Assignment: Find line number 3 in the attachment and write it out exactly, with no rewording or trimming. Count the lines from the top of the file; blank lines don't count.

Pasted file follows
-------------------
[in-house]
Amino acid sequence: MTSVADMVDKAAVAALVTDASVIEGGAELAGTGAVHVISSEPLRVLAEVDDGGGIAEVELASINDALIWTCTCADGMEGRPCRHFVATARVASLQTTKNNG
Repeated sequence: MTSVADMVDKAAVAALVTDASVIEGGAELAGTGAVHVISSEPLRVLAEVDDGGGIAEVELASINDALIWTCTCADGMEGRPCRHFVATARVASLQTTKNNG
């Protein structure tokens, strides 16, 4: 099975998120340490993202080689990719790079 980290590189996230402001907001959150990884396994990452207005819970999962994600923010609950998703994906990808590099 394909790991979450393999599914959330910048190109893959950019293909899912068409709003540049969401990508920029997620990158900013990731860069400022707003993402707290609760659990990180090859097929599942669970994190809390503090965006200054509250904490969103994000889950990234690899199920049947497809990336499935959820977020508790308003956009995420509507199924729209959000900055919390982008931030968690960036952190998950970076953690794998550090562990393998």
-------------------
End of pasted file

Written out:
Repeated sequence: MTSVADMVDKAAVAALVTDASVIEGGAELAGTGAVHVISSEPLRVLAEVDDGGGIAEVELASINDALIWTCTCADGMEGRPCRHFVATARVASLQTTKNNG